Self-care and Wellness

What is self-care? What is wellness?

 Y’all know by now I’m fixated on self-care. Not so much with doing it – I can always do better – but with defining it. As I work my way through blogging about the seven principles of self-care in Tracey Cleantis’s book, An Invitation to Self-Care, I feel like I’ve skipped a step. The step that says “THIS is what self-care is.”

So, today, I’m writing out loud and would love to hear your thoughts.

My process always starts with the dictionary (and I’m lazy so

  • Health – the general condition of the body or mind with reference to soundness and vigor
  • Wellness – the quality or state of being healthy in body and mind, especially as the result of deliberate effort
  • Well-being – a good or satisfactory condition of existence; a state characterized by health, happiness, and prosperity; welfare
  • Self-care – care of the self without medical or other professional consultation

I take some issue with’s definition of self-care. If you do a minute’s worth of googling on self-care you’ll see that doctors do depend on patient’s to administer self-care. Taking prescribed medicines is self-care. Changing your diet and getting more exercise is “prescribed” by doctors after a heart attack but is entirely up to the patient to administer. So MY definition would read like this:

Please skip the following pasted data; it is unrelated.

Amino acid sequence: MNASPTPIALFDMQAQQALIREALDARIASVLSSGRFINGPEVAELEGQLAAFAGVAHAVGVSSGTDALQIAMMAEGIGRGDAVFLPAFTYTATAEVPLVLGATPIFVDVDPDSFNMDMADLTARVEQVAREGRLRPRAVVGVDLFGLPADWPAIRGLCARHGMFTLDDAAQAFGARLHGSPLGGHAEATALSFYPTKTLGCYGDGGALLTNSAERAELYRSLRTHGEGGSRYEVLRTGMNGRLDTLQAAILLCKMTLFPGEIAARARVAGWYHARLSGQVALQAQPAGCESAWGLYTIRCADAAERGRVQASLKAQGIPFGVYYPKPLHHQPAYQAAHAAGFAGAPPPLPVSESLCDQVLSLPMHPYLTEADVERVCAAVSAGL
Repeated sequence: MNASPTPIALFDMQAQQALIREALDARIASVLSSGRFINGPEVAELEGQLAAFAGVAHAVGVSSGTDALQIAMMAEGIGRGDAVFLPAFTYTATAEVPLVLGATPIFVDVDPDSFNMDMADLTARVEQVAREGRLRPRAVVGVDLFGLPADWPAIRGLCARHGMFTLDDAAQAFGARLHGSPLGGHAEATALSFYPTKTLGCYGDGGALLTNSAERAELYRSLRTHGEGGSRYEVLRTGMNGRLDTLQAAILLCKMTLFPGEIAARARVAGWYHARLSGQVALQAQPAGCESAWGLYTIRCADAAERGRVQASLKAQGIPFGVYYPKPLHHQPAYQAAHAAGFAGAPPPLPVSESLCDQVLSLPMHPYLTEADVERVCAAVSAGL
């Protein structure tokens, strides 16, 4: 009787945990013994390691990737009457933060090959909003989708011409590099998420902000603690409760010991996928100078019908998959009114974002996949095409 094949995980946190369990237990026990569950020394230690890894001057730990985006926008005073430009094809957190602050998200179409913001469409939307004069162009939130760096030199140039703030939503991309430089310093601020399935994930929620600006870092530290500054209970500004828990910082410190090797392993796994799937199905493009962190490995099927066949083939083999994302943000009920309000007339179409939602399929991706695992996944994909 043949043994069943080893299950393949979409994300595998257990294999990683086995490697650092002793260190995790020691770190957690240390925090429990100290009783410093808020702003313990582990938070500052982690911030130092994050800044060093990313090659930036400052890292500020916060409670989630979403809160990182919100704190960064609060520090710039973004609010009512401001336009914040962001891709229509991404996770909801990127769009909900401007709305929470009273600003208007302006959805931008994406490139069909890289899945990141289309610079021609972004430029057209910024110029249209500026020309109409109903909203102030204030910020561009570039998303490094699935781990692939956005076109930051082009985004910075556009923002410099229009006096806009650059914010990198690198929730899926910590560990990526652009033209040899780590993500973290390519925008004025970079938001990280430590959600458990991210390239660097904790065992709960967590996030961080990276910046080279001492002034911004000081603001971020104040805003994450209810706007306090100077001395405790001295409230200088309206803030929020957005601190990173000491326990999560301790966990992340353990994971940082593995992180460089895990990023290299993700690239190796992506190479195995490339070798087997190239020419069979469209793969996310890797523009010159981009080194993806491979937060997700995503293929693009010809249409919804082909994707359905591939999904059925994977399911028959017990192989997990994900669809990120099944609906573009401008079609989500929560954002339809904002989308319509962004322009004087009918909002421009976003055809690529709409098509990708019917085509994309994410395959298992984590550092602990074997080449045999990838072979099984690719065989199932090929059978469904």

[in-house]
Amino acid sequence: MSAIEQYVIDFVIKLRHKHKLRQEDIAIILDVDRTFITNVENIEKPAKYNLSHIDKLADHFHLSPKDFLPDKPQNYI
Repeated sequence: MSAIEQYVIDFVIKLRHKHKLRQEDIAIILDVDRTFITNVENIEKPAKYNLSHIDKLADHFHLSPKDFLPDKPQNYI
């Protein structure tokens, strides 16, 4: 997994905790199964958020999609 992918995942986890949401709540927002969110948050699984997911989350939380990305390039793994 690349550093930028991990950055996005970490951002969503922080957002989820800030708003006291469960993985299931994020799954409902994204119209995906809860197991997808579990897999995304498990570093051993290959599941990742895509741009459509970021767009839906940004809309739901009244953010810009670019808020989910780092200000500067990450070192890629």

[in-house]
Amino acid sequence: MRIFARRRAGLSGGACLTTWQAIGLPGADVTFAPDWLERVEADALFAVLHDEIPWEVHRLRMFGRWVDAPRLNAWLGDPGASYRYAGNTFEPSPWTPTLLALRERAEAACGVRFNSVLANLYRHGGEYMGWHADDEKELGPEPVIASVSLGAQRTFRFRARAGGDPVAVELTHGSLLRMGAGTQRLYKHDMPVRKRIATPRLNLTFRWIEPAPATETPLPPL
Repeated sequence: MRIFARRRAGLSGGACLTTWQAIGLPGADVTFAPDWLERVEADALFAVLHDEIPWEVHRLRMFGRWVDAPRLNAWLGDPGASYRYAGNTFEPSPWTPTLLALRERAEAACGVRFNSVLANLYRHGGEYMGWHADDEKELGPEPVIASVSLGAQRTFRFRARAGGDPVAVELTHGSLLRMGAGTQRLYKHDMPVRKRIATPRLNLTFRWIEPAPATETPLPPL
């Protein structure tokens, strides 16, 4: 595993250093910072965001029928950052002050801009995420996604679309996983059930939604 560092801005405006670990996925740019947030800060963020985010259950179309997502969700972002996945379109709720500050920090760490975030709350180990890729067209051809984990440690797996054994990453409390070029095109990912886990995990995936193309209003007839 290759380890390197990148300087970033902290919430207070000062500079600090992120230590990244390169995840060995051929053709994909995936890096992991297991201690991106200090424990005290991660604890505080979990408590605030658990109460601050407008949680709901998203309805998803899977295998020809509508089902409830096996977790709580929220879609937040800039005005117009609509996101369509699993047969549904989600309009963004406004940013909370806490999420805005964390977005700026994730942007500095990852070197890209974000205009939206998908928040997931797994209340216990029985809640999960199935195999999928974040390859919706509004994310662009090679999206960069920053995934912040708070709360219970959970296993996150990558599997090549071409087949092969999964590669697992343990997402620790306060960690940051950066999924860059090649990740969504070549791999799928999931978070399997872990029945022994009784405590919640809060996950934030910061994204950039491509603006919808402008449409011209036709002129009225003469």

Self-care is care of the self with or without medical or other professional consultation. 

Ok, but why?

The World Health Organization defines wellness as:

The optimal state of health of individuals and groups. There are two focal concerns: the realization of the fullest potential of an individual physically, psychologically, socially, spiritually, and economically AND the fulfillment of one’s role expectation in the family, community, place of worship, workplace, and other settings.

Another cool definition I’ve found comes from the Substance Abuse and Mental Health Services Administration. It defines the 8 dimensions of wellness as:

Physical, Emotional, Spiritual, Occupational, Intellectual, Financial, Social, Environmental

So smushing it all together:

Self-care is the deliberate effort an individual takes with or without medical or other professional consultation to realize their fullest potential in the 8 dimensions of wellness and fulfill their roles at home, work, and in the community.

What do I like about this definition?

  • It says self-care is deliberate or intentional which implies we are making ourselves – our wellness – a priority
  • It says we can ask for help with self-care when we don’t know what is best.
  • It says we are striving for more than the absence of disease (health).
  • It says that we are doing it so that we can be of better service to others.

What do I dislike?

  • It is too long! (Ever noticed how I write with small words and short sentences?)


It’s a work in progress.


Is this definition what you expected? Does it make you feel like you are on track with your self-care? Does it change at all how you will approach your self-care in the future?

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